CFT predicts: Independents

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As we look ahead to the 2011 college football season, we take with us the lessons we learned from seasons past. We calculate, scrutinize, dissect and digest schedules, returning starters, coaching changes, injuries, and yes, even hunches, and spew it back in the form of how we think each of the 11 Division 1 FBS conferences — and the independents — will pan out by year’s end.

Of course, these are merely our opinions. Feel free, as we know you will, to disagree. We know that’s why you really come here anyway.

Here are our predictions for the Division 1-A (FBS) independents in order of how we think they’ll do based on regular-season records:

Ben’s take
— Notre Dame returns some great offensive firepower in Brian Kelly‘s second year as head coach, including recently reinstated wide receiver Michael Floyd. Who will be tossing the ball to Floyd, though, is still being battled over between quarterbacks Tommy Rees and Dayne Crist. If the Irish can weather a relatively tough schedule, they might find their way back to the BCS after a three-year absence. (For more on the Fighting Irish, check out Notre Dame Central)

— These are uncharted waters for BYU, who will now be exploring life outside a conference. The Cougars had to experience some growing pains last season with true freshman quarterback Jake Heaps, but Bronco Mendenhall’s squad finished strong, winning five of their last seven regular-season games. Look for the Cougars to get back to 10 wins this year.

— Navy has been the model of consistency lately, but with the departure of quarterback Ricky Dobbs, and road games at South Carolina, Notre Dame and SMU, Ken Niumatalolo‘s squad could be fighting to be bowl eligible by the end of the season.

— Army football has been terrible for years, but things seem to finally, slowly, be turning around under Rich Ellerson. The Black Knights got back to the postseason with a victory over SMU in the Armed Forces Bowl, and the schedule is manageable enough this season that Ellerson could get his team to (gasp!) a second bowl game in consecutive years.

John Taylor’s take
Anything you’d ever want to know about what I think about Notre Dame’s chances in 2011 can be viewed by clicking HERE.  Here’s a hint, though: I ain’t swallowing the green preseason Kool-Aid just yet.

— BYU’s biggest change as an independent will be the schedule.  Instead of annual conference matchups against such Mountain West stalwarts as Utah and Air Force, the Cougars will face the likes of Ole Miss (in Oxford), Texas (in Austin) and home games against UCF and what will now be a non-conference game against the Utes.  A trip to play TCU in Dallas is also in order. Outside of the SEC and their annual evisceration of their own, that might be one of the toughest schedules in the country.  On the plus side, BYU returns 16 starters from a year ago, including all but one on the offensive side of the ball.  Such experience, especially at the quarterback position if Jake Heaps can be who the Cougars think he is, will go a long way toward a successful running of that semi-hellacious scheduling gauntlet.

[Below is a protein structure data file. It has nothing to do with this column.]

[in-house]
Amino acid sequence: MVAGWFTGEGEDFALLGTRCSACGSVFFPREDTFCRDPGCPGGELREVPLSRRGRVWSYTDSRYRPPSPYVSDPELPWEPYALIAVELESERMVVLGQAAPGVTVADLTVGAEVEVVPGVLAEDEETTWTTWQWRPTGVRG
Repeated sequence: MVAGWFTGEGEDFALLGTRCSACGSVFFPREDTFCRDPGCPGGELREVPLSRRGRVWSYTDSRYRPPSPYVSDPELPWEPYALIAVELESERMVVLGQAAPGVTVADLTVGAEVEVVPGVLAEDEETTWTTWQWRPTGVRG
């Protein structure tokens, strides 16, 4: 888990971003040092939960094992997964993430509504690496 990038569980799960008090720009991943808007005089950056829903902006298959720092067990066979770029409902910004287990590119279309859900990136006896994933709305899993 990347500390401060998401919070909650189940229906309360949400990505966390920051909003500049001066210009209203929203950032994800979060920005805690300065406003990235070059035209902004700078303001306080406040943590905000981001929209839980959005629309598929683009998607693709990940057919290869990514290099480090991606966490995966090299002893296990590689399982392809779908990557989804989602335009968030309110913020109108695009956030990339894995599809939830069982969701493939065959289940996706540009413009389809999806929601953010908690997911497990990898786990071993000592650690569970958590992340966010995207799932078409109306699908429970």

— Here’s one thing I can predict with relative certainty when it comes to Navy in 2011: they will run the football and run it very well.  How do I know this?  In each of the past nine seasons, the Midshipmen have finished sixth or better in the country in rushing offense, including 2003 and 2005-2008 when they led the nation.  While they return a plethora of talent on that side of the ball once again, they also face a schedule that includes eight games against teams that played in bowl games after last season.  Among those?  Road trips to South Carolina and SMU, as well as their trip to South Bend against rival Notre Dame, their annual military academy date with Air Force at home, and, of course, the season-ending game against Army that’s one of the greatest rivalries in all of sports.  I will say this when it comes to Navy: count your lucky stars that Maryland screwed the pooch and didn’t hire Niumatalolo this offseason when it had the chance.

— Army’s season in a nutshell?  Beat Navy for the first time since 2001.  That’s your objective, young officers.  And, while we’re here, God bless every single man in uniform for what they do for this country every single day.  Screw football; that’s the real deal.


More predictions: ACC, Big East, Big Ten, Big 12, C-USA, MAC, MWC, Pac-12, SEC, WAC

CFT’s preseason Top 25

Tennessee LB Cortez McDowell’s season might not be over after all

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In the end, there could be an injury silver lining for Tennessee after all.

In the aftermath of the deflating last-second loss to rival Florida, Tennessee head coach Butch Jones announced that Cortez McDowell would miss the remainder of the 2017 season.  The linebacker sustained an injury to his wrist that, at the time, was deemed serious enough to shelve him for the rest of the year.